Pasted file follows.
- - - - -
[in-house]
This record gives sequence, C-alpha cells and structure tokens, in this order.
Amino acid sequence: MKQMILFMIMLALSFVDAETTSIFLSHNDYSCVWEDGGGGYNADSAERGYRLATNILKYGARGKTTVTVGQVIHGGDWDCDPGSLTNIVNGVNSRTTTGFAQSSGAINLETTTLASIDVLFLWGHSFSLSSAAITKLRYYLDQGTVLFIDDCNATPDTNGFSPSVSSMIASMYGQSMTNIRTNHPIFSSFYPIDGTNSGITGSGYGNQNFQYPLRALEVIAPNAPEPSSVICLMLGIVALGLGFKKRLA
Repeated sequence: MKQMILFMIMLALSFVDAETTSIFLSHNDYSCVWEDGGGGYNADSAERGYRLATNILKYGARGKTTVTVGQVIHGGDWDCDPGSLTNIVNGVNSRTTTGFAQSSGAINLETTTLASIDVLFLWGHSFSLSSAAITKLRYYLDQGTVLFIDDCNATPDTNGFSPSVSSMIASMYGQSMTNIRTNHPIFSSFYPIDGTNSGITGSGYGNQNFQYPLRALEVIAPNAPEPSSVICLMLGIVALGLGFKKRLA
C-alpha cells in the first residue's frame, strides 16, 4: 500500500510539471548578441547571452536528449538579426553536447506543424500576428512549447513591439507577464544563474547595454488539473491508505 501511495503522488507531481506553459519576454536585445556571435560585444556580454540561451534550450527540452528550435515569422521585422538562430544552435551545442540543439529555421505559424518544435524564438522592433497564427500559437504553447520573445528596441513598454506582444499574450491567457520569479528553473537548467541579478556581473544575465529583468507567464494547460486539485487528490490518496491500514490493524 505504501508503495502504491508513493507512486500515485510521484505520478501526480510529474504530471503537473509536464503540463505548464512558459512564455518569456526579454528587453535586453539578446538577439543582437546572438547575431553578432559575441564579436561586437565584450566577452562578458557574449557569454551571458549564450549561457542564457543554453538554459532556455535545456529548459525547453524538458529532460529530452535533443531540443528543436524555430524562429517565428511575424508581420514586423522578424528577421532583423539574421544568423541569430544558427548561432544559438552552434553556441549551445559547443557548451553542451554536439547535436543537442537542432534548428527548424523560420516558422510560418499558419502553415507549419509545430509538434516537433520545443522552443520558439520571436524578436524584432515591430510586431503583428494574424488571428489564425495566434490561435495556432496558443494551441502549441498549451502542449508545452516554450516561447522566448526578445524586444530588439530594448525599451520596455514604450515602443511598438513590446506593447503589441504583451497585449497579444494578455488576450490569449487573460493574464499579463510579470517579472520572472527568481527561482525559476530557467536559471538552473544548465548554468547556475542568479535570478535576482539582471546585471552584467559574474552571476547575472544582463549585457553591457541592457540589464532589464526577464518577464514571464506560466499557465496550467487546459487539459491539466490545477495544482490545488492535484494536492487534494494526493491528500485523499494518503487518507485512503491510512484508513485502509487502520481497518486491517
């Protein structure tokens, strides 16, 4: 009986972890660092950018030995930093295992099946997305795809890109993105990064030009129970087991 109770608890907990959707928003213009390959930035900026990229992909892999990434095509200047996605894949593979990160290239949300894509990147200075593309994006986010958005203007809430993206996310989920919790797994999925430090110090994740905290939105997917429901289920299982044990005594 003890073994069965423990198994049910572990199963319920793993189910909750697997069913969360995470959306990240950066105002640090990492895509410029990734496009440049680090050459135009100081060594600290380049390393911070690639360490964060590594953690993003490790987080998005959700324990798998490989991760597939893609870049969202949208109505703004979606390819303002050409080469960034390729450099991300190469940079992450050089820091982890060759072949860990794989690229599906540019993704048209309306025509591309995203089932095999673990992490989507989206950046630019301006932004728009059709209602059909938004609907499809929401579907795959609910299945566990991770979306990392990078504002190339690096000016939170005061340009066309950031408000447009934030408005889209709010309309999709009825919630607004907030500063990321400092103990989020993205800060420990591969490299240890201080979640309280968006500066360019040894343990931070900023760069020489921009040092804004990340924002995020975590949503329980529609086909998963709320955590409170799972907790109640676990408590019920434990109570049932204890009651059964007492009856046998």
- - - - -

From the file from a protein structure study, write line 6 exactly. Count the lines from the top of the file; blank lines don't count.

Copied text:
């Protein structure tokens, strides 16, 4: 009986972890660092950018030995930093295992099946997305795809890109993105990064030009129970087991 109770608890907990959707928003213009390959930035900026990229992909892999990434095509200047996605894949593979990160290239949300894509990147200075593309994006986010958005203007809430993206996310989920919790797994999925430090110090994740905290939105997917429901289920299982044990005594 003890073994069965423990198994049910572990199963319920793993189910909750697997069913969360995470959306990240950066105002640090990492895509410029990734496009440049680090050459135009100081060594600290380049390393911070690639360490964060590594953690993003490790987080998005959700324990798998490989991760597939893609870049969202949208109505703004979606390819303002050409080469960034390729450099991300190469940079992450050089820091982890060759072949860990794989690229599906540019993704048209309306025509591309995203089932095999673990992490989507989206950046630019301006932004728009059709209602059909938004609907499809929401579907795959609910299945566990991770979306990392990078504002190339690096000016939170005061340009066309950031408000447009934030408005889209709010309309999709009825919630607004907030500063990321400092103990989020993205800060420990591969490299240890201080979640309280968006500066360019040894343990931070900023760069020489921009040092804004990340924002995020975590949503329980529609086909998963709320955590409170799972907790109640676990408590019920434990109570049932204890009651059964007492009856046998």